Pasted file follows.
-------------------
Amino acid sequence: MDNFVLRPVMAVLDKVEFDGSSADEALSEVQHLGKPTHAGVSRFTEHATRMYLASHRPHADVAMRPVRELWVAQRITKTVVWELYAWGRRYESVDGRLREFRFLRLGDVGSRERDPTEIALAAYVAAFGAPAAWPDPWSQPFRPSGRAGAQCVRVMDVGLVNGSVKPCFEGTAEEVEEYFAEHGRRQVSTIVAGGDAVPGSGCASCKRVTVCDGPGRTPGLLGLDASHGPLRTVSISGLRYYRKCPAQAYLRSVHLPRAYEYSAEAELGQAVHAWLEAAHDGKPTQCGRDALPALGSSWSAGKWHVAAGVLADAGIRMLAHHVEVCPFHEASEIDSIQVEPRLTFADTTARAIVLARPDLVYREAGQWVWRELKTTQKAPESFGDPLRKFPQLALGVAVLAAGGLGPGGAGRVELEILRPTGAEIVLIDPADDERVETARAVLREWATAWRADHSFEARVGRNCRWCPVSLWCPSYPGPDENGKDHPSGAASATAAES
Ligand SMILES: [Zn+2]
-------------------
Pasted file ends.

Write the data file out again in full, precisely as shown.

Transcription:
Amino acid sequence: MDNFVLRPVMAVLDKVEFDGSSADEALSEVQHLGKPTHAGVSRFTEHATRMYLASHRPHADVAMRPVRELWVAQRITKTVVWELYAWGRRYESVDGRLREFRFLRLGDVGSRERDPTEIALAAYVAAFGAPAAWPDPWSQPFRPSGRAGAQCVRVMDVGLVNGSVKPCFEGTAEEVEEYFAEHGRRQVSTIVAGGDAVPGSGCASCKRVTVCDGPGRTPGLLGLDASHGPLRTVSISGLRYYRKCPAQAYLRSVHLPRAYEYSAEAELGQAVHAWLEAAHDGKPTQCGRDALPALGSSWSAGKWHVAAGVLADAGIRMLAHHVEVCPFHEASEIDSIQVEPRLTFADTTARAIVLARPDLVYREAGQWVWRELKTTQKAPESFGDPLRKFPQLALGVAVLAAGGLGPGGAGRVELEILRPTGAEIVLIDPADDERVETARAVLREWATAWRADHSFEARVGRNCRWCPVSLWCPSYPGPDENGKDHPSGAASATAAES
Ligand SMILES: [Zn+2]